Are you someone who knows you “should” read the Bible more, but whenever you try, you feel stuck, confused, unmotivated and discouraged?
Well, don’t feel too bad. I’ve been there. Many times.
Can I just be honest? The Bible is hard to read.
The poetry is difficult to understand. The cultural references go over my head. The repetitive nature of the Old Testament doesn’t exactly make beach reading. Don’t even get me started on “apocryphal writing.”
What’s more, it can be hard to know where to start, or even to want to start, when dealing with heavy emotions like grief, fear, disappoint or anger.
I’ll say it again: the Bible is hard to read. I don’t know that many Christians are totally honest about this, because we feel guilty saying it. So we don’t talk about it…and when it comes to really understanding it, many of us get stuck.
For those of you who are going to argue with me, I do think that the gospel message is quite simple and doesn’t require a theology degree. Furthermore, I don’t think that it’s ever wasted time to read the Bible, even when you don’t fully understand what it’s saying (see Isaiah 55:10–11 and Romans 10:17).
But if I’m going to “live on every word” as Jesus did (Matthew 4:4), I have to do more than read a verse, scratch my head, stare off into space, and then see if there is something more interesting on Facebook happening at the moment. (Speaking from experience, folks.)
Personally, I’ve found it immensely helpful and freeing to have the right tools for discovering the Bible for myself. Over the past couple of years I’ve expanded my repertoire in spiritual disciplines quite a bit, and I’m eager to share what has helped me. So, if you’re ever stuck when trying to read the Bible, I hope they’re as useful to you.
Disclosure: this post may contain affiliate links, which won’t change your price but will share some commission. See here for more information.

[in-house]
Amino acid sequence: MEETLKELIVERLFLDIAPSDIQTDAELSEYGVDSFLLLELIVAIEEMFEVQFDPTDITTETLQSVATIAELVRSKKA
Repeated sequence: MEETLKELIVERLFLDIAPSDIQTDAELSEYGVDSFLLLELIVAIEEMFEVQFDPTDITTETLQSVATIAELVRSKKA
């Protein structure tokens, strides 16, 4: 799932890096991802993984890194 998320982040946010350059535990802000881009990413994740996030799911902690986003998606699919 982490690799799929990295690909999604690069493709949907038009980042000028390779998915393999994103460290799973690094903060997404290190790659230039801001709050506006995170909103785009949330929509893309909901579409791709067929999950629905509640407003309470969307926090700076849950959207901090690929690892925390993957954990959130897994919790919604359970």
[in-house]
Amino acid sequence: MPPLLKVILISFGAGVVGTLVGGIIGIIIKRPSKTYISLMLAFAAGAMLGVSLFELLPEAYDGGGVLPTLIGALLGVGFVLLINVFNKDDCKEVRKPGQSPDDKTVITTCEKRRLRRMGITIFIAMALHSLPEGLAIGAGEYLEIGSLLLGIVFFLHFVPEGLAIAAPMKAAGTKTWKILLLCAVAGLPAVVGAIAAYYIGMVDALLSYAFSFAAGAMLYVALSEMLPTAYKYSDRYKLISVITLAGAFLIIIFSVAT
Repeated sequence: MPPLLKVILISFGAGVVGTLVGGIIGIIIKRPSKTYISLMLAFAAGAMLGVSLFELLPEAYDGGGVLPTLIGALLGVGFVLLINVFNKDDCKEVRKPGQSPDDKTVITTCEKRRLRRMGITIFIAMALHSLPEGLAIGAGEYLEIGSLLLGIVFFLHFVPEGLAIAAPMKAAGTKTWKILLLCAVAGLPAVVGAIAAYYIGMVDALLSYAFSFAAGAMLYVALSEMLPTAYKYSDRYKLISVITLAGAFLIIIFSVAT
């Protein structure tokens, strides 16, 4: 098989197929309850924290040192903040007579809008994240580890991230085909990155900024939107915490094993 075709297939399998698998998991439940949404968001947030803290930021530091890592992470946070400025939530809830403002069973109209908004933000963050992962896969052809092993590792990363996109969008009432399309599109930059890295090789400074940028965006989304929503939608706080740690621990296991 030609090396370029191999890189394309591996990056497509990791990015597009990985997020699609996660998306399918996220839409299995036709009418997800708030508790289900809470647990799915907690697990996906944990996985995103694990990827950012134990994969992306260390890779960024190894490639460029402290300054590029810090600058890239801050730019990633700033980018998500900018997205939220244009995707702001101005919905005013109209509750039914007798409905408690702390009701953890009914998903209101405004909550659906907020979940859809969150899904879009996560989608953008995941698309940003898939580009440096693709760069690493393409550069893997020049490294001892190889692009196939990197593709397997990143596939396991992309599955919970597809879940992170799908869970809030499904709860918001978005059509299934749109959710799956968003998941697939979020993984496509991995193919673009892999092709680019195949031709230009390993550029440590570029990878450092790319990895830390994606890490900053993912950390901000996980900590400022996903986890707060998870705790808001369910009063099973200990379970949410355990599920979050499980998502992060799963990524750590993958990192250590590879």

Consider More Than Just Reading
When I think about reading a book, I imagine myself sitting in a comfy chair during my free time with a cup of tea, starting at the front cover, and reading each page in order until I’m done (if the kids will let me, but that’s another story). A good book will keep me engaged with an interesting plot and descriptive writing if it’s fiction, or thought-provoking insights and sound arguments if it’s non-fiction.
But the Bible does not work like that. If I were to assess it by my modern tastes and preferences for entertainment, it is not a “good book.” (I know. Call me a heretic and cast me out.)
If you’ve ever tried to read the Bible cover to cover, did you stall at all? Maybe you even tried various methods, like reading through it in various chunks over the course of a year, or going through it chronologically.
I’ve done those things, and I actually do recommend going through the whole Bible periodically so you can gain familiarity with the whole text. But honestly? If all you do aspire to do is check off Bible reading plans (if you can even get through them), you might be missing out.
Consider Psalm 119:10–16:
I seek you with all my heart;
do not let me stray from your commands.
I have hidden your word in my heart
that I might not sin against you.
Praise be to you, Lord;
teach me your decrees.
With my lips I recount
all the laws that come from your mouth.
I rejoice in following your statutes
as one rejoices in great riches.
I meditate on your precepts
and consider your ways.
I delight in your decrees;
I will not neglect your word.
That doesn’t sounds like someone who is simply reading words and then checking off the reading assignment for the day. He is consuming them, meditating on them, rejoicing them, memorizing them, internalizing them.
I used to think that I’d had a good “quiet time” after I had read the Bible and prayed. Check and check. I like checks in boxes. But what does it mean to “read” the Bible anyway, aside from just getting through the text in your reading plan? It turns out, there’s a lot more to it!
I found this article helpful: Bible Reading Plans Vs. Bible Study.
Get a Fresh Perspective
When you hear the same things over and over again, they can start to have a mind-numbing effect. This can especially be true with stories you heard as a kid that read more like lullabies than life-changing truth.
A fresh perspective on the Bible can snap you out of the lullaby effect. A good Bible teacher will help you reconsider what you’ve read a million times, ask the hard questions and help you gain a new understanding. You’ll be eager to dig into the Scriptures further on your own after considering the teaching, as the Bereans did after they met the apostle Paul in Acts 17:11.
Personally, the BEMA Discipleship podcast has done this for me. It presents narrative of the Bible from a perspective I haven’t considered much: a Jewish one.